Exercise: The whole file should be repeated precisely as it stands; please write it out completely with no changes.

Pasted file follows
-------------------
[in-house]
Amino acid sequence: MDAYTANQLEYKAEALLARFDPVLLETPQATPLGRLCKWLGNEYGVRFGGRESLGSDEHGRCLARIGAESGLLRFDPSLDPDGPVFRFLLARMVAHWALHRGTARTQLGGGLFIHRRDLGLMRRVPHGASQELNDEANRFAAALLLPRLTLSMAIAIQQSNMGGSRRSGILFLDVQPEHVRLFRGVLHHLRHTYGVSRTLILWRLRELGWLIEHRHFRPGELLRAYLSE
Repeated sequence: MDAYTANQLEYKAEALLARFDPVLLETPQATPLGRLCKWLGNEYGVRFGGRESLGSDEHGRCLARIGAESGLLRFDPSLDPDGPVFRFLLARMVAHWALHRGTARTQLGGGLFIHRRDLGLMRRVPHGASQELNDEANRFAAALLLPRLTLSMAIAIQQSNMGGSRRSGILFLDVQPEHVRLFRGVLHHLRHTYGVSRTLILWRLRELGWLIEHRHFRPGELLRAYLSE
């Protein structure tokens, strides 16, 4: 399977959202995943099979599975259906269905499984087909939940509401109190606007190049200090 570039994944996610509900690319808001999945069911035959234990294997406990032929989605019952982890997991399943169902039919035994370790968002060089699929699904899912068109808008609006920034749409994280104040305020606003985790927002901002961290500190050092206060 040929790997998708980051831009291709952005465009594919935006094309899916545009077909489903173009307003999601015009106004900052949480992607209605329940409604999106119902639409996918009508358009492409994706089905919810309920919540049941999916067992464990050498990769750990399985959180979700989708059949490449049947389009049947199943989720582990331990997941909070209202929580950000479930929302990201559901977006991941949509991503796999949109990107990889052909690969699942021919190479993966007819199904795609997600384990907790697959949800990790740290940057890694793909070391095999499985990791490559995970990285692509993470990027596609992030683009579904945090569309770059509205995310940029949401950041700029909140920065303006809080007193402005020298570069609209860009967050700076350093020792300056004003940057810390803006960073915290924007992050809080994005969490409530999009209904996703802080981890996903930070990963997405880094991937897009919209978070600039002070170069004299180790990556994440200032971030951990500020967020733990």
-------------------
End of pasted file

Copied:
[in-house]
Amino acid sequence: MDAYTANQLEYKAEALLARFDPVLLETPQATPLGRLCKWLGNEYGVRFGGRESLGSDEHGRCLARIGAESGLLRFDPSLDPDGPVFRFLLARMVAHWALHRGTARTQLGGGLFIHRRDLGLMRRVPHGASQELNDEANRFAAALLLPRLTLSMAIAIQQSNMGGSRRSGILFLDVQPEHVRLFRGVLHHLRHTYGVSRTLILWRLRELGWLIEHRHFRPGELLRAYLSE
Repeated sequence: MDAYTANQLEYKAEALLARFDPVLLETPQATPLGRLCKWLGNEYGVRFGGRESLGSDEHGRCLARIGAESGLLRFDPSLDPDGPVFRFLLARMVAHWALHRGTARTQLGGGLFIHRRDLGLMRRVPHGASQELNDEANRFAAALLLPRLTLSMAIAIQQSNMGGSRRSGILFLDVQPEHVRLFRGVLHHLRHTYGVSRTLILWRLRELGWLIEHRHFRPGELLRAYLSE
């Protein structure tokens, strides 16, 4: 399977959202995943099979599975259906269905499984087909939940509401109190606007190049200090 570039994944996610509900690319808001999945069911035959234990294997406990032929989605019952982890997991399943169902039919035994370790968002060089699929699904899912068109808008609006920034749409994280104040305020606003985790927002901002961290500190050092206060 040929790997998708980051831009291709952005465009594919935006094309899916545009077909489903173009307003999601015009106004900052949480992607209605329940409604999106119902639409996918009508358009492409994706089905919810309920919540049941999916067992464990050498990769750990399985959180979700989708059949490449049947389009049947199943989720582990331990997941909070209202929580950000479930929302990201559901977006991941949509991503796999949109990107990889052909690969699942021919190479993966007819199904795609997600384990907790697959949800990790740290940057890694793909070391095999499985990791490559995970990285692509993470990027596609992030683009579904945090569309770059509205995310940029949401950041700029909140920065303006809080007193402005020298570069609209860009967050700076350093020792300056004003940057810390803006960073915290924007992050809080994005969490409530999009209904996703802080981890996903930070990963997405880094991937897009919209978070600039002070170069004299180790990556994440200032971030951990500020967020733990």